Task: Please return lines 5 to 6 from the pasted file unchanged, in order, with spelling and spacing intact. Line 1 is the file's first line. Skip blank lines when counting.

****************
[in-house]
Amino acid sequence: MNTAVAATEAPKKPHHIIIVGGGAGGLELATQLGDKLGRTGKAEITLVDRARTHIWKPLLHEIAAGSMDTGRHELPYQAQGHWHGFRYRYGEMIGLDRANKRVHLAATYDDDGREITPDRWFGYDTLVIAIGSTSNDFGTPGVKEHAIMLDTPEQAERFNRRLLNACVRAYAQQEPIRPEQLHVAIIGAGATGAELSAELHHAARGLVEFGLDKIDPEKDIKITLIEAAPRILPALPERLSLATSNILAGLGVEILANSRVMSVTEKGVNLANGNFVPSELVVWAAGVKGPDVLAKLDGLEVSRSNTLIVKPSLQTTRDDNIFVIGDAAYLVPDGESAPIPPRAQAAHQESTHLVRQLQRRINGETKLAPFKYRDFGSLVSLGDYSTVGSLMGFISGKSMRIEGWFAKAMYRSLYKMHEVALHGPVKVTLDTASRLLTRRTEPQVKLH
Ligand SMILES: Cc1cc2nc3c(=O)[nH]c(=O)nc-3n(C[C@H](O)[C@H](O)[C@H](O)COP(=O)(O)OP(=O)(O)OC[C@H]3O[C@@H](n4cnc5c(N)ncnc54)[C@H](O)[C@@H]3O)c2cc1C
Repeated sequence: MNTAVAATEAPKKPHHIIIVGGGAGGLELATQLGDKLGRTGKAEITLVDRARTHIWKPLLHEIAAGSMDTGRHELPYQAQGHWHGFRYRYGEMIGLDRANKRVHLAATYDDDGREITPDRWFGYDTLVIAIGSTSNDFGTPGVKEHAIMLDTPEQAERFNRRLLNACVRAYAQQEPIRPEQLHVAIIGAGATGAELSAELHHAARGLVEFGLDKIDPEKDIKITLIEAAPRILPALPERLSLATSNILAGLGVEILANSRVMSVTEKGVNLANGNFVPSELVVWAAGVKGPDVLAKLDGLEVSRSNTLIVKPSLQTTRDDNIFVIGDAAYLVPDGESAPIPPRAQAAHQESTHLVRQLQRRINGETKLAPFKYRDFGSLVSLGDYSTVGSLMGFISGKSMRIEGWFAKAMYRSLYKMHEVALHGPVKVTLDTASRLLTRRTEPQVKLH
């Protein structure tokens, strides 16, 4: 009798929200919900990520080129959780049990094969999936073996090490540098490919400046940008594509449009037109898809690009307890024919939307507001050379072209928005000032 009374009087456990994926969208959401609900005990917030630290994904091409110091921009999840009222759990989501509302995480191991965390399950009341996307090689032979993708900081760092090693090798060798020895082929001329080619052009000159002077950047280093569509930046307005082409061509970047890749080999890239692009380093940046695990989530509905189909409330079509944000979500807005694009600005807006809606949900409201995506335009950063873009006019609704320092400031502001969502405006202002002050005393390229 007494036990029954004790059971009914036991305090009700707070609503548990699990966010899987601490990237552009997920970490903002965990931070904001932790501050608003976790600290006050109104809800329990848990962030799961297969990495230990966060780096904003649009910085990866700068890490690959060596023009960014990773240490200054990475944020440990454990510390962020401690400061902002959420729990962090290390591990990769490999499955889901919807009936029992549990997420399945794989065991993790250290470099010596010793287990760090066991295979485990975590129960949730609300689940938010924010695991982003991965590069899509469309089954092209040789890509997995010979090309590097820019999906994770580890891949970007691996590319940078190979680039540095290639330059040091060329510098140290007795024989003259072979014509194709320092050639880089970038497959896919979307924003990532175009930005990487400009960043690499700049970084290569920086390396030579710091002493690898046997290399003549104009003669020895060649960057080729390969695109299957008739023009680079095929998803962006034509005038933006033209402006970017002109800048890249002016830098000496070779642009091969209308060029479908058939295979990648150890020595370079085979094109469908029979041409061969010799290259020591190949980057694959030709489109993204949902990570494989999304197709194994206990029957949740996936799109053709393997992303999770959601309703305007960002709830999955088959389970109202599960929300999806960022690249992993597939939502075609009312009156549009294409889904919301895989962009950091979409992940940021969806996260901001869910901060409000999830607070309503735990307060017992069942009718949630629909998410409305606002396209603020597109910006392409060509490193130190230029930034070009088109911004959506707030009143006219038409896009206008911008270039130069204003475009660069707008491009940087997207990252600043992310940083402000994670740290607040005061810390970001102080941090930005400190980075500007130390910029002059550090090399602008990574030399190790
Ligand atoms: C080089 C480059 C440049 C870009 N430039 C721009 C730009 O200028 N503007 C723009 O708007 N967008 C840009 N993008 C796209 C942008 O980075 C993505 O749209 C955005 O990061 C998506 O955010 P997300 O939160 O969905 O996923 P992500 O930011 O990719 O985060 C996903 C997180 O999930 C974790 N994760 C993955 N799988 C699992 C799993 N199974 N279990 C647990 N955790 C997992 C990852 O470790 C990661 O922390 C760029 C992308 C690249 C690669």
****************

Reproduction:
């Protein structure tokens, strides 16, 4: 009798929200919900990520080129959780049990094969999936073996090490540098490919400046940008594509449009037109898809690009307890024919939307507001050379072209928005000032 009374009087456990994926969208959401609900005990917030630290994904091409110091921009999840009222759990989501509302995480191991965390399950009341996307090689032979993708900081760092090693090798060798020895082929001329080619052009000159002077950047280093569509930046307005082409061509970047890749080999890239692009380093940046695990989530509905189909409330079509944000979500807005694009600005807006809606949900409201995506335009950063873009006019609704320092400031502001969502405006202002002050005393390229 007494036990029954004790059971009914036991305090009700707070609503548990699990966010899987601490990237552009997920970490903002965990931070904001932790501050608003976790600290006050109104809800329990848990962030799961297969990495230990966060780096904003649009910085990866700068890490690959060596023009960014990773240490200054990475944020440990454990510390962020401690400061902002959420729990962090290390591990990769490999499955889901919807009936029992549990997420399945794989065991993790250290470099010596010793287990760090066991295979485990975590129960949730609300689940938010924010695991982003991965590069899509469309089954092209040789890509997995010979090309590097820019999906994770580890891949970007691996590319940078190979680039540095290639330059040091060329510098140290007795024989003259072979014509194709320092050639880089970038497959896919979307924003990532175009930005990487400009960043690499700049970084290569920086390396030579710091002493690898046997290399003549104009003669020895060649960057080729390969695109299957008739023009680079095929998803962006034509005038933006033209402006970017002109800048890249002016830098000496070779642009091969209308060029479908058939295979990648150890020595370079085979094109469908029979041409061969010799290259020591190949980057694959030709489109993204949902990570494989999304197709194994206990029957949740996936799109053709393997992303999770959601309703305007960002709830999955088959389970109202599960929300999806960022690249992993597939939502075609009312009156549009294409889904919301895989962009950091979409992940940021969806996260901001869910901060409000999830607070309503735990307060017992069942009718949630629909998410409305606002396209603020597109910006392409060509490193130190230029930034070009088109911004959506707030009143006219038409896009206008911008270039130069204003475009660069707008491009940087997207990252600043992310940083402000994670740290607040005061810390970001102080941090930005400190980075500007130390910029002059550090090399602008990574030399190790
Ligand atoms: C080089 C480059 C440049 C870009 N430039 C721009 C730009 O200028 N503007 C723009 O708007 N967008 C840009 N993008 C796209 C942008 O980075 C993505 O749209 C955005 O990061 C998506 O955010 P997300 O939160 O969905 O996923 P992500 O930011 O990719 O985060 C996903 C997180 O999930 C974790 N994760 C993955 N799988 C699992 C799993 N199974 N279990 C647990 N955790 C997992 C990852 O470790 C990661 O922390 C760029 C992308 C690249 C690669």